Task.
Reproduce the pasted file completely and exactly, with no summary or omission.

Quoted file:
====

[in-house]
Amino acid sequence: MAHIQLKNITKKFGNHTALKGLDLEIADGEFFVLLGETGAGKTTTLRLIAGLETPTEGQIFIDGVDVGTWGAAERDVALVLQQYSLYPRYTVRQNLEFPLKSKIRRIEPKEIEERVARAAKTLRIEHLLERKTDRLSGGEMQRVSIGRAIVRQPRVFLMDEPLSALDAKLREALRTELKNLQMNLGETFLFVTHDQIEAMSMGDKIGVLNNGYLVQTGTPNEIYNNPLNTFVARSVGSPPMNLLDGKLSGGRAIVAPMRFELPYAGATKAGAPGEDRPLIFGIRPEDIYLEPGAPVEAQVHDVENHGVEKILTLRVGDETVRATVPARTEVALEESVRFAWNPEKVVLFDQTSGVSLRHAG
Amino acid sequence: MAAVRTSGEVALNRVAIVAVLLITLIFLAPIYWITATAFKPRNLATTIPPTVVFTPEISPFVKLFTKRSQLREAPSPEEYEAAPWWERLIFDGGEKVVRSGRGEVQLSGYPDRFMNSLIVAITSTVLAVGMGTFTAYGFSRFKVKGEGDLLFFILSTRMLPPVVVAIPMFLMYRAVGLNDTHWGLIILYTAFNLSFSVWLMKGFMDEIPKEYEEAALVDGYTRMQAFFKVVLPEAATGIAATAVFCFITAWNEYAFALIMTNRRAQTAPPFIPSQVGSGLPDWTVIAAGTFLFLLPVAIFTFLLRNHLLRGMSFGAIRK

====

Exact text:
[in-house]
Amino acid sequence: MAHIQLKNITKKFGNHTALKGLDLEIADGEFFVLLGETGAGKTTTLRLIAGLETPTEGQIFIDGVDVGTWGAAERDVALVLQQYSLYPRYTVRQNLEFPLKSKIRRIEPKEIEERVARAAKTLRIEHLLERKTDRLSGGEMQRVSIGRAIVRQPRVFLMDEPLSALDAKLREALRTELKNLQMNLGETFLFVTHDQIEAMSMGDKIGVLNNGYLVQTGTPNEIYNNPLNTFVARSVGSPPMNLLDGKLSGGRAIVAPMRFELPYAGATKAGAPGEDRPLIFGIRPEDIYLEPGAPVEAQVHDVENHGVEKILTLRVGDETVRATVPARTEVALEESVRFAWNPEKVVLFDQTSGVSLRHAG
Amino acid sequence: MAAVRTSGEVALNRVAIVAVLLITLIFLAPIYWITATAFKPRNLATTIPPTVVFTPEISPFVKLFTKRSQLREAPSPEEYEAAPWWERLIFDGGEKVVRSGRGEVQLSGYPDRFMNSLIVAITSTVLAVGMGTFTAYGFSRFKVKGEGDLLFFILSTRMLPPVVVAIPMFLMYRAVGLNDTHWGLIILYTAFNLSFSVWLMKGFMDEIPKEYEEAALVDGYTRMQAFFKVVLPEAATGIAATAVFCFITAWNEYAFALIMTNRRAQTAPPFIPSQVGSGLPDWTVIAAGTFLFLLPVAIFTFLLRNHLLRGMSFGAIRK